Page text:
• Shuttered the Hong Kong-based sourcing operation, Kellwood Trading Ltd., and licensed parts of its sourcing to Li & Fung, among other suppliers.
• Closed the moderate dress division.
• Exited unsuccessful licensing deals, including O Oscar, Liz Claiborne suits and dresses, Calvin Klein white label and ck Calvin Klein bridge label. Calvin Klein’s parent company, Phillips-Van Heusen Corp., had been unhappy with the partnership, and gave the white label license to G-III Apparel Group Ltd., while the short-term future of the bridge line is still unclear.
• Cut executive posts and dozens of back-office jobs to eliminate overlap, including, most recently, one of Kellwood’s stars, Patrick Burns, group president of lifestyle brands, who joined Maidenform Brands Inc. as executive vice president of sales and marketing. A Kellwood spokeswoman said the firm is seeking a successor for Burns.
Kramer declined to enumerate the number of jobs cut, but defended the streamlining model as one that would finally make Kellwood strategically competitive.
“Financially, it makes sense, but strategically, it makes even more sense,” Kramer said. “We’re putting together a very efficient machine. Kellwood owes it to its brands to show there is a strategic advantage to being part of Kellwood. In recent years, there’s been a hunger for that. As a brand-management company, we should be able to provide services and back-office support so the only thing they have to focus on is the product and the brands. The new Kellwood will provide behind-the-scenes help to leverage off our structure.”
He compared the “cross-branded model” of his alma mater, Abercrombie & Fitch, with the “vertical model” of Limited Brands Inc., where he also worked.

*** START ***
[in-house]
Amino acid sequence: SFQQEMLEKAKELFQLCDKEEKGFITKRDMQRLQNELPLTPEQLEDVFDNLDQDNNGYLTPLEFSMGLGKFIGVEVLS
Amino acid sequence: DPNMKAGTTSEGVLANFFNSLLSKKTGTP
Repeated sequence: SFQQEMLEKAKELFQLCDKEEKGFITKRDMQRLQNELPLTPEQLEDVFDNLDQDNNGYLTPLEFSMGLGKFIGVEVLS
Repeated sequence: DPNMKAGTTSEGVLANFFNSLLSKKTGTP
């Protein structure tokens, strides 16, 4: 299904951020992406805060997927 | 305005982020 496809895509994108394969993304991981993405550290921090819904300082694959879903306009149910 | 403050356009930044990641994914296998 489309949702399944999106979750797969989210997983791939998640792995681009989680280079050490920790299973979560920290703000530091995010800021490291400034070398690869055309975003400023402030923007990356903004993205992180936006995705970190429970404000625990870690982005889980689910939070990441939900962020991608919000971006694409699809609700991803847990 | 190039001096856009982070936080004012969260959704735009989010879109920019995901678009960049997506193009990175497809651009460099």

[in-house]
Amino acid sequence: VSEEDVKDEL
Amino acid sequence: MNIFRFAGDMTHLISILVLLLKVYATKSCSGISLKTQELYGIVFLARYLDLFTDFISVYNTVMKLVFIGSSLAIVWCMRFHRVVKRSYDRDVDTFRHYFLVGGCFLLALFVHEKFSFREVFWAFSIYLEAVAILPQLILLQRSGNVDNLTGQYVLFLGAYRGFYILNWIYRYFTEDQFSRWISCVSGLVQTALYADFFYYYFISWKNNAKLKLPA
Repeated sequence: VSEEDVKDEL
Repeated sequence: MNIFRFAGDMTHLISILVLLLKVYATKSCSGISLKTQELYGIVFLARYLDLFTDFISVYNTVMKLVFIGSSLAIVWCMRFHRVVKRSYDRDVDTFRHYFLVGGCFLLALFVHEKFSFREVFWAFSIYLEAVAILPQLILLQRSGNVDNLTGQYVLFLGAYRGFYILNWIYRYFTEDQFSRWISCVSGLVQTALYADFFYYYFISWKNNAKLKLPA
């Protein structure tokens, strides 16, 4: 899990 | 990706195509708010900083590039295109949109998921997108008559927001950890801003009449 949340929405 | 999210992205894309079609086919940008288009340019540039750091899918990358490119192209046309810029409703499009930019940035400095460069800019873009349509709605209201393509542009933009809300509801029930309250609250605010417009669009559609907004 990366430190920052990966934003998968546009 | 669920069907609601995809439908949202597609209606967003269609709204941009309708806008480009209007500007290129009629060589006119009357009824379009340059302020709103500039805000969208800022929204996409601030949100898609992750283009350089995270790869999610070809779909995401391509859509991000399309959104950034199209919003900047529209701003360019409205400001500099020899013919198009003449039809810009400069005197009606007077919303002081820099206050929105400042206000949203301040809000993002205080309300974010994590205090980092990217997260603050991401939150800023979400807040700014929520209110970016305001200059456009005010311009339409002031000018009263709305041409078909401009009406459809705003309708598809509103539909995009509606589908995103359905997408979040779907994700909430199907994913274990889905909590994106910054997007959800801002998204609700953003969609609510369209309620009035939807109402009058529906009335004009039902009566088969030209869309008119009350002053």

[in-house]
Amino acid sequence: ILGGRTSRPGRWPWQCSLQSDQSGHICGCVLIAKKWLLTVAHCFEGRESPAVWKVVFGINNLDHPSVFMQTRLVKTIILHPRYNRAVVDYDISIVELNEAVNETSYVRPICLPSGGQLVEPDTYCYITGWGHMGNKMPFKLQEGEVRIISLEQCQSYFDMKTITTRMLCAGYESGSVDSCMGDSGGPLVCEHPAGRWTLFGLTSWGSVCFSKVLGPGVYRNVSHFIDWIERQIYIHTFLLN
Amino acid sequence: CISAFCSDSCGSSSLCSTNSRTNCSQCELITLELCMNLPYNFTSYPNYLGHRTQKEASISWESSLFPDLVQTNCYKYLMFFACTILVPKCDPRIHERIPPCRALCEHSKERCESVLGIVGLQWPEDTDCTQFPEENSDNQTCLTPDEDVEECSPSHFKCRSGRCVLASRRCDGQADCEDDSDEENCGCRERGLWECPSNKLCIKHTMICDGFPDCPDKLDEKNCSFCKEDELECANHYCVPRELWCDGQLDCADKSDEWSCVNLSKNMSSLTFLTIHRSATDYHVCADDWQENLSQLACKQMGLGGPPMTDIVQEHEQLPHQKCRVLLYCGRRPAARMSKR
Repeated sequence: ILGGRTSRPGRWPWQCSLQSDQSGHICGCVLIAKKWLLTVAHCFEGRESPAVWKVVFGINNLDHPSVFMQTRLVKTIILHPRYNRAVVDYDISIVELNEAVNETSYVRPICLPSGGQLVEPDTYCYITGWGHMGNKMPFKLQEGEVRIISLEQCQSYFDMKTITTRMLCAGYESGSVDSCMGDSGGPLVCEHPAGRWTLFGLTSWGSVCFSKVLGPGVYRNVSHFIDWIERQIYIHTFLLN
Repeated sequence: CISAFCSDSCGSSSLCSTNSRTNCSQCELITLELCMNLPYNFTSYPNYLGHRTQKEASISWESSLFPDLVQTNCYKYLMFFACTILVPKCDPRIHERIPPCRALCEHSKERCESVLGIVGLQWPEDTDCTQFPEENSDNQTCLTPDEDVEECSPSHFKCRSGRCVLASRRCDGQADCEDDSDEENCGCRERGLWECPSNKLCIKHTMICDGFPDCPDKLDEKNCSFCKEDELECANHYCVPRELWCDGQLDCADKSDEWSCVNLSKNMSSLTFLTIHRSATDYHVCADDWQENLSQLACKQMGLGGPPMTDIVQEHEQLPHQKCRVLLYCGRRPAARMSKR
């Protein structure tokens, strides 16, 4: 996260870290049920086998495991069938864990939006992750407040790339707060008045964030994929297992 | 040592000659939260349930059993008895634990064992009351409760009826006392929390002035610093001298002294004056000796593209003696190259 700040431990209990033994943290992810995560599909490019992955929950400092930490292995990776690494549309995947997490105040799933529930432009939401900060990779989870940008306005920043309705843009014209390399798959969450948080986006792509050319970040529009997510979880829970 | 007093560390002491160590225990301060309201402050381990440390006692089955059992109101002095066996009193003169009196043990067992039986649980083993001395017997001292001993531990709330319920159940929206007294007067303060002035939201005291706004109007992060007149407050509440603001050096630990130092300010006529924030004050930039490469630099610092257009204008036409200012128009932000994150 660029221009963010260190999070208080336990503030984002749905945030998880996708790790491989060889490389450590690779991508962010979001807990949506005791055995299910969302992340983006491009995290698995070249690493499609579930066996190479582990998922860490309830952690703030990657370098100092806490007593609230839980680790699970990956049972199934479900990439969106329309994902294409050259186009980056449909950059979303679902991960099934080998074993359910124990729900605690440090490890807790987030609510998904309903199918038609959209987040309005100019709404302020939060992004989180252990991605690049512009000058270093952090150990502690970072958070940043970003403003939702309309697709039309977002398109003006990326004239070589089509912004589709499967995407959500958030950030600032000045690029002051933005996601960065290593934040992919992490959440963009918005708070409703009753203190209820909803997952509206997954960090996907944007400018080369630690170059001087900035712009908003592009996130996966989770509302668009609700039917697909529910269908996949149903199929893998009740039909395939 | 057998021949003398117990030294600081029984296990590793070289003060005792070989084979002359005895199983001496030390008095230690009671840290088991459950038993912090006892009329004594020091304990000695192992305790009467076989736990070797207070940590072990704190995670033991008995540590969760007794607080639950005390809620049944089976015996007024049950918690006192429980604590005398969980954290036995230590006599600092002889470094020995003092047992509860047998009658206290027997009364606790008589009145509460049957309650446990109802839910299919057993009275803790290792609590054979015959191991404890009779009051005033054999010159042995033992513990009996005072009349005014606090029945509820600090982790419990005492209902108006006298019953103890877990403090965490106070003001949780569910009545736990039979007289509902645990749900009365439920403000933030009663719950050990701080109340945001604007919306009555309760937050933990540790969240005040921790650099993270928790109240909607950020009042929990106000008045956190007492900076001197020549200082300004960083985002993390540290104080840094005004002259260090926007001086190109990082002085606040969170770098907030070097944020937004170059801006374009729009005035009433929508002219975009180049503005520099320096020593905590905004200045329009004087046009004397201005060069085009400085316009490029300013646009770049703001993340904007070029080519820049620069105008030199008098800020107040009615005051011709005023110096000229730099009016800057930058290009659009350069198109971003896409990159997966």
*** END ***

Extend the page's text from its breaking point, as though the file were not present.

“At Abercrombie, we had just one of everything for the brands to share, besides the merchandising, which was independent for each brand, while the Limited is a vertical structure with a back-office job for each brand,” Kramer said. “That’s why even though the Limited did $10 billion in sales and A&F only did $3.8 billion, Abercrombie did $10 million more in profit.”
Spending less on overhead frees up more money to allocate to brands and roll out to retail. Although Kellwood’s flagship brand, Sag Harbor, is ending its relationship with spokesmodel Christie Brinkley, Kellwood plans to increase the marketing spend overall, though Kramer said exact numbers have not been finalized.
With Sun’s private equity pockets behind it, Kellwood is scouting acquisitions, from $10 million to $90 million in wholesale volume. Kramer said the company is deep in talks with about three brands, although he added that he is being “patient” waiting for the right price in this buyer’s market. Of particular interest are companies with expertise in areas where Kellwood wants to expand its brands, such as premium denim for Vince.
“A lot of people are suffering out there, and there are a lot more brands willing to talk today than there were 12 months ago,” said Kramer. “One of the benefits of being part of Sun’s portfolio is having money to spend. Working with Sun is like having our own investment bank in-house.”
In addition to acquisitions, Kramer plans to organically create at least one brand, stemming from Kellwood’s current portfolio in 2009, potentially an offshoot of an existing brand, as Fabulosity was spun off from Baby Phat.
But Kramer is primarily excited about Kellwood’s existing offerings. He plans to grow the direct retail side of Kellwood’s business, and Vince is the group’s poster child for direct retail expansion.